Bioresorbable Scaffold

Bioresorbable Scaffold

JACC: CARDIOVASCULAR INTERVENTIONS VOL. 10, NO. 12, 2017 ª 2017 BY THE AMERICAN COLLEGE OF CARDIOLOGY FOUNDATION ISSN 1936-8798/$36.00 PUBLISHED B...

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JACC: CARDIOVASCULAR INTERVENTIONS

VOL. 10, NO. 12, 2017

ª 2017 BY THE AMERICAN COLLEGE OF CARDIOLOGY FOUNDATION

ISSN 1936-8798/$36.00

PUBLISHED BY ELSEVIER

http://dx.doi.org/10.1016/j.jcin.2017.05.010

EDITORIAL COMMENT

Bioresorbable Scaffold Balancing Risks to Promissory Benefits?* E. Murat Tuzcu, MD,a Samir Kapadia, MDb

T

he field of percutaneous coronary interven-

to remodel as well as keep the option of future sur-

tion has encountered several disruptive

gical or percutaneous revascularization even in

technologies

when

extensively stented vessels. There are 4 approaches

Andreas Gruentzig performed the first percutaneous

used for creating such scaffolds: the first using a

transluminal coronary angioplasty in September

semicrystalline poly-L-lactic acid scaffold (ABSORB

1977. Since that time, percutaneous revascularization

Bioresorbable

has evolved into a safe, effective, and predictable

Vascular, Santa Clara, California; and DESolve, Elixir

procedure. Introduction of coronary stenting was a

Medical Corporation, Milpitas, California), a second

transformational

exciting

using a resorbable magnesium scaffold (Magmaris,

journey of 40 years. Evolution in the stent mate-

Biotronik, Berlin, Germany), a third using a tyrosine-

rials and design from stainless steel to chromium

derived polycarbonate scaffold (REVA, Reva Medical,

cobalt and from bare-metal to third-generation

Inc., San Diego, California), and a fourth using sali-

drug-eluting stents, along with improvements in peri-

cylic acid (BTI stent, Bioabsorbable Therapeutic Inc.,

procedural

from

Menlo Park, California). Resorption properties of

intravascular imaging with intravascular ultrasound

these stents are variable with proposed complete

and optical coherence tomography have resulted in

dissolution of scaffold between 1 and 3 years. All of

better procedural and long-term outcomes. The

the current generation absorbable scaffolds are

current-generation metal stents with their small

impregnated with an antiproliferative limus family

profiles are easy to deliver yet have excellent radial

agent. To be clinically acceptable, the performance

strength. The reported restenosis rates are in the sin-

of these scaffolds has to match the current genera-

from

its

development

pharmacotherapy,

inception

in

and

this

insights

Vascular

Scaffold

[BVS],

Abbott

gle digits and annual risk of stent thrombosis (ST)

tion of metallic drug-eluting stents—a very high bar

is <1% (1).

for an evolving technology. Currently, the ABSORB

Over

the

last

2

decades

while

working

on

BVS is the most studied scaffold, with high-quality

improving the metallic stents, investigators envi-

data

sioned an absorbable stent that would disappear

studies, with their methodological rigor and disci-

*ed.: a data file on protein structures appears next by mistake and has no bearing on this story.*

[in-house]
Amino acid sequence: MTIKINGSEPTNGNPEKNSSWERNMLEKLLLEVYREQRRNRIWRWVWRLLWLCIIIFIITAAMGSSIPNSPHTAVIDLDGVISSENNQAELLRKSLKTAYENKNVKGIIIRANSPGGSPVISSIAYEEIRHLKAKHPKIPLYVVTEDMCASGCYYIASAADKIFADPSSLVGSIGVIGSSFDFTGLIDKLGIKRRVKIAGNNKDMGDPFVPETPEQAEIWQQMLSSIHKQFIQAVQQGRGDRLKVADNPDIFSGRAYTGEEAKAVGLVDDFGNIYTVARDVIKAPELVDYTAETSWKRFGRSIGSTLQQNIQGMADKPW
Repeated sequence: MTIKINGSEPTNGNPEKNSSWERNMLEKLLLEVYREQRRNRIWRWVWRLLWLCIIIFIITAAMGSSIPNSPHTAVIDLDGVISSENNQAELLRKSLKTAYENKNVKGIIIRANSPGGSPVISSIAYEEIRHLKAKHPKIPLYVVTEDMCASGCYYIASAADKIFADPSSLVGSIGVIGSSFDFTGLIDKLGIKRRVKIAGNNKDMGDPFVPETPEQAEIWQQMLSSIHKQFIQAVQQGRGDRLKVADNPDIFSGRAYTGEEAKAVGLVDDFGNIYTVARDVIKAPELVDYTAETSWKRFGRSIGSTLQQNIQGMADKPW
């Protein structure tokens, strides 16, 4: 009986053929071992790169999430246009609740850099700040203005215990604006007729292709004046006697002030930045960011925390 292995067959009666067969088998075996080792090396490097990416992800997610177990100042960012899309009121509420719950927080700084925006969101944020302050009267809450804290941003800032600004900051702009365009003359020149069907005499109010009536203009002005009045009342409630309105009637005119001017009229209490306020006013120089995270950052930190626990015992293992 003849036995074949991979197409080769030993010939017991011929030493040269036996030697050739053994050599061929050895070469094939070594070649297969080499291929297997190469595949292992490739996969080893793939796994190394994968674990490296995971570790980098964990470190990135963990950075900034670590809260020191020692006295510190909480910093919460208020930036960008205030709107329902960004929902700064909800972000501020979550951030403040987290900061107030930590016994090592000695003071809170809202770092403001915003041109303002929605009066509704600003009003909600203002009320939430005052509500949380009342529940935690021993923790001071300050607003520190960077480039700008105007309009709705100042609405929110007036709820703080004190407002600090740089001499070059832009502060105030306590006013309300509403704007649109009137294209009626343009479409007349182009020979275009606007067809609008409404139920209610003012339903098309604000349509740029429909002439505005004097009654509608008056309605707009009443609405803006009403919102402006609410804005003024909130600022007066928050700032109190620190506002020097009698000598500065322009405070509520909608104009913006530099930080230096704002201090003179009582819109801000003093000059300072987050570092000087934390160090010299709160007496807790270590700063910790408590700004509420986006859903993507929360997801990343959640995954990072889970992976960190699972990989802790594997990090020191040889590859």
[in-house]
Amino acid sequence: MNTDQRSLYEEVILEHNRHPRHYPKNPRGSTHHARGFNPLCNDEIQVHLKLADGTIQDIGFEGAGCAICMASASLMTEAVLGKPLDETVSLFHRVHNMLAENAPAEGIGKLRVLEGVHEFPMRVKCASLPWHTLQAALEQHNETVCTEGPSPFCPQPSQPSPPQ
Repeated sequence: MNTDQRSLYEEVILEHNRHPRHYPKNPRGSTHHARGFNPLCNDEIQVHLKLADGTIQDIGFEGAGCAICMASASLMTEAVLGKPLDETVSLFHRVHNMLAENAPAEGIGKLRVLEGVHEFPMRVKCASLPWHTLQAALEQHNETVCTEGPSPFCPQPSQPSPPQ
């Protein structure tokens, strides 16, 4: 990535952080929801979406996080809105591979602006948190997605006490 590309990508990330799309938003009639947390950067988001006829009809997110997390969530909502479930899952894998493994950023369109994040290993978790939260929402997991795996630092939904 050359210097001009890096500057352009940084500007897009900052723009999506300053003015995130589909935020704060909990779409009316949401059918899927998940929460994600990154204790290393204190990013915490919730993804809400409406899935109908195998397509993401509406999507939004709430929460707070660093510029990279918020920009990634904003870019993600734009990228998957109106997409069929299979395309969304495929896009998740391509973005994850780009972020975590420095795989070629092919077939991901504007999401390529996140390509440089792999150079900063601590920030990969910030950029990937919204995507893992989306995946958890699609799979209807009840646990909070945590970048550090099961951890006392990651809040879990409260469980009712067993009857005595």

overtime to leave the coronary artery without a

plined execution, together with careful reporting of

permanent prosthesis. Proponents were rightfully

the data have provided a wealth of

enthusiastic, as such devices would have the poten-

information.

tial benefits of restoring vasomotion and the ability

from

randomized

controlled

trials.

These

valuable

SEE PAGE 1222

In this issue of JACC: Cardiovascular Interventions, Wiebe et al. (2) report 2-year data from the ISAR*Editorials published in JACC: Cardiovascular Interventions reflect the

ABSORB registry from Munich, Germany. In this

views of the authors and do not necessarily represent the views of JACC:

study of 419 patients with an average age of 66 years,

Cardiovascular Interventions or the American College of Cardiology.

they report a disturbing 21.6% adverse event rate at

From the

a

Department of Cardiovascular Medicine, Cleveland Clinic

2 years with the use of the ABSORB BVS (6.3% death,

Heart and Vascular Institute, Abu Dhabi, United Arab Emirates; and the

3.9% myocardial infarction, 3.8% ST, and 16% target

b

Department of Cardiovascular Medicine, Cleveland Clinic Heart and

Vascular Institute, Cleveland, Ohio. Both authors have reported that they

lesion revascularization). The rate of definite or

have no relationships relevant to the contents of this paper to disclose.

probable ST at 2 years was 4.2%. Importantly, there is

Tuzcu and Kapadia

JACC: CARDIOVASCULAR INTERVENTIONS VOL. 10, NO. 12, 2017 JUNE 26, 2017:1230–2

Bioresorbable Scaffolds: Risks and Benefits

1.3% definite ST reported between years 1 and 2. Of the

may serve as a nidus for thrombus formation.

4 such patients (see Table 5 in Wiebe et al. [2]), only

Patients who are not taking DAPT may have increased

1 was on dual antiplatelet therapy (DAPT), 1 patient

risk; thus, prolonged DAPT may be necessary for

had post-dilatation, and interestingly all 4 had 3.0-mm

these patients. Data for such recommendation are

or 3.5-mm stents. These data are a very important

somewhat sparse. However, a consistent message of

addition to several recently reported series with 2-year

increased risk of ST up to 2 years provides a good

follow up (Online Table 1). The current paper provides

rationale for continuation of DAPT for at least 2 years

new insights using real-world, good-quality data with

as recently reviewed (5).